Once you’ve got your car set-up for the stage you’re driving on and your personal style, you can start to appreciate the game. The way the cars dive, roll and rotate feels very realistic, and if you’re used to driving quickly (on loose surface or not) it will be relatively intuitive. The cars find more grip the harder they are driven too. Braking helps the front find more grip and as the tyres dig into the gravel or snow the more traction they find.

The selection of cars is great. There’s the current crop of WRC vehicles, but there’s also cars that real enthusiasts lust over. There’s a Renault 5 Maxi Turbo, Sierra Cosworth, Alpine A110, Lancia 037 to name just a few. I compliment Paul on the inclusion of the E30 M3, not the most obvious rally car. He replies with a perfect response, telling me it’s only in the game because he loves the video of Patrick Snijers at the limit on the Manx rally. I told you he was a proper car guy.

Where Paul's experience as a co-driver really helps the game is beyond the driving. The pace notes are not only exactly as they would be for a rally he was co-driving for, but he also does the voice in the game too. To add to the realism, he recorded them through his helmet intercom in a moving simulator.

Advertisement - Article continues below

The other novel part of the game, which comes from Paul’s hands-on experience, is the element of luck in the career mode. Not only can you suffer mechanical damage or a puncture, but the cars you’re competing against can too. They also won’t be able to drive at full pace until they reach the next service point, slowing them down over several stages. If the damage is bad enough, they may not be able to continue at all.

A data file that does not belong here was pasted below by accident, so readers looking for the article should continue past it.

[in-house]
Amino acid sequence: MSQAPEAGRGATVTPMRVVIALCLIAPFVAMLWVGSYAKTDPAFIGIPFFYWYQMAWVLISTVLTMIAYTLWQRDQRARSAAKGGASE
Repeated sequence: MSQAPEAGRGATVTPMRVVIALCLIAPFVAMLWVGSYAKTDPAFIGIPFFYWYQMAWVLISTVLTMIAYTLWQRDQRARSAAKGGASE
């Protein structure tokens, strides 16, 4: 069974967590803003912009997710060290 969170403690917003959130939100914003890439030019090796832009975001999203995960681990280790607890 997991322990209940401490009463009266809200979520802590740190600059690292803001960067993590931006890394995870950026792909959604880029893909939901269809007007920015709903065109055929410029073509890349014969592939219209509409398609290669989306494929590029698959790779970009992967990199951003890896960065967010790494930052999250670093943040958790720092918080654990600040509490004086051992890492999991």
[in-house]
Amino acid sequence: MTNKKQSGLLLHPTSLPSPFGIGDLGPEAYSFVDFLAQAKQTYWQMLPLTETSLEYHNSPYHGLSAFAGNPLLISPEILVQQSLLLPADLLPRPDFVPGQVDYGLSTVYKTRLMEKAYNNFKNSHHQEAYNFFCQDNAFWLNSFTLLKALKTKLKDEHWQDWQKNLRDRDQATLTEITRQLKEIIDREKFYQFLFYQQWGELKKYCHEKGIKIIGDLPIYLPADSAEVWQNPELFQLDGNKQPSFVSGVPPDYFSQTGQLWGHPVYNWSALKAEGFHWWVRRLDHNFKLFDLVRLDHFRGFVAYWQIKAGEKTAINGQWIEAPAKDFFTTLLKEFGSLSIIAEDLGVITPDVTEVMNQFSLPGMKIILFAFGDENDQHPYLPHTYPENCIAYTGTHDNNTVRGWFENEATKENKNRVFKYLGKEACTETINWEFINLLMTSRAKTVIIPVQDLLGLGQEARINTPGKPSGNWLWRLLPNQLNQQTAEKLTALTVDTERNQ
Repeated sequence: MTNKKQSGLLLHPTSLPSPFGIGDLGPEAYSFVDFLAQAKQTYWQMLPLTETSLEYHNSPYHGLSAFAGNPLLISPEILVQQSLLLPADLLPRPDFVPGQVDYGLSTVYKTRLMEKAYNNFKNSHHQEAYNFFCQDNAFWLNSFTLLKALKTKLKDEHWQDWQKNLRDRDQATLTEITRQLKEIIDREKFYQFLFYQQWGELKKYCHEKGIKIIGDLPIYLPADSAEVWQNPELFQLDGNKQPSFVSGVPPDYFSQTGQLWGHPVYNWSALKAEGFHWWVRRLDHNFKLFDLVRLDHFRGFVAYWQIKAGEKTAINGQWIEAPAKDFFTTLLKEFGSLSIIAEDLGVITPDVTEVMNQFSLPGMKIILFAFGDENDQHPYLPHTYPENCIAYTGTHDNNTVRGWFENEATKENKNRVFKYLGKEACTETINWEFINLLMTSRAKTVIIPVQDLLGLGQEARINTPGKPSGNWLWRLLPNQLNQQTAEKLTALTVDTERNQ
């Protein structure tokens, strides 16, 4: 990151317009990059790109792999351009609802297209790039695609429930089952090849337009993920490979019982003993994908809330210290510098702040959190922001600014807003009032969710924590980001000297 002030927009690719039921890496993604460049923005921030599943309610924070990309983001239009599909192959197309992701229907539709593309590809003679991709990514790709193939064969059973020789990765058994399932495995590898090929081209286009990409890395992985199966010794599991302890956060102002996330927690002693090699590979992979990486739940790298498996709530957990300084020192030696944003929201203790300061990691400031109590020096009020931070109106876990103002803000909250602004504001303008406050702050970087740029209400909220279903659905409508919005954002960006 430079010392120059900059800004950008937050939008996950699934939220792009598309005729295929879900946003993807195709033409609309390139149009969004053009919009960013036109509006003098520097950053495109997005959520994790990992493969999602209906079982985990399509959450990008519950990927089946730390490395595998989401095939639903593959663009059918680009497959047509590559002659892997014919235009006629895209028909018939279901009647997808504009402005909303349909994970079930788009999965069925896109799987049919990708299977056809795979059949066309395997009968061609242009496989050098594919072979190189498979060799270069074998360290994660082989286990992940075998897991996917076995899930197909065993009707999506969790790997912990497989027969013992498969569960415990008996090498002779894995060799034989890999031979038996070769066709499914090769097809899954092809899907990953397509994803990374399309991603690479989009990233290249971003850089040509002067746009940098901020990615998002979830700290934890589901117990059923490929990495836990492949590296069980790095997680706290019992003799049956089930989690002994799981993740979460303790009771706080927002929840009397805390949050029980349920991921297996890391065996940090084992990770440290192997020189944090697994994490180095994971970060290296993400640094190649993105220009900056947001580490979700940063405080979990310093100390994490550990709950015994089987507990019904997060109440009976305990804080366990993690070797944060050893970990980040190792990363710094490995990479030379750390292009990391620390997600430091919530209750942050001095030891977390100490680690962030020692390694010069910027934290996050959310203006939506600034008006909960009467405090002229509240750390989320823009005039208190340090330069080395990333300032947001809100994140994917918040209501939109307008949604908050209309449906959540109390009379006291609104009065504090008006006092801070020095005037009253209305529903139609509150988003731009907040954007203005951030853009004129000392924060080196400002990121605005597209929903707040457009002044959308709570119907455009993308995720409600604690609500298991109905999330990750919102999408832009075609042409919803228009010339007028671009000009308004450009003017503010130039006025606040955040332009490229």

So a computer game is never going to give you the thrill of actually rallying. But DiRT Rally is far cheaper than actual rallying, lots of fun and deeply involving. 

Advertisement
Advertisement

Most Popular

Visit/ford/focus-hatchback/202030/2019-ford-focus-ecoboost-review-a-family-favourite-past-its-prime
Ford Focus Hatchback

2019 Ford Focus EcoBoost review

Some might suggest the UK is falling out of love with family hatchbacks, but the Focus EcoBoost is a good reminder of why it remains a compelling pack…
9 Dec 2019
Visit/news/22743/first-details-of-the-gordon-murray-automotive-t50-hypercar-revealed
News

Gordon Murray Automotive T.50 hypercar revealed

A true successor to the McLaren F1, Gordon Murray Automotive has revealed more about its spectacular T.50 hypercar
10 Dec 2019
Visit/mclaren/202028/mclaren-620r-goes-for-the-gt3-rs-jugular
McLaren

McLaren 620R goes for the GT3 RS jugular

Limited run extreme Sports Series McLaren 620R road car brings GT4 aero to the road.
9 Dec 2019
Visit/hyundai/201819/hyundai-i30-fastback-n-versus-the-nurburgring
Hyundai i30 N

Hyundai i30 Fastback N versus the Nurburgring

We brought the Hyundai i30 Fastback back to its spiritual home in Germany's Eifel mountains, where there is a racing track you might well have heard o…
7 Oct 2019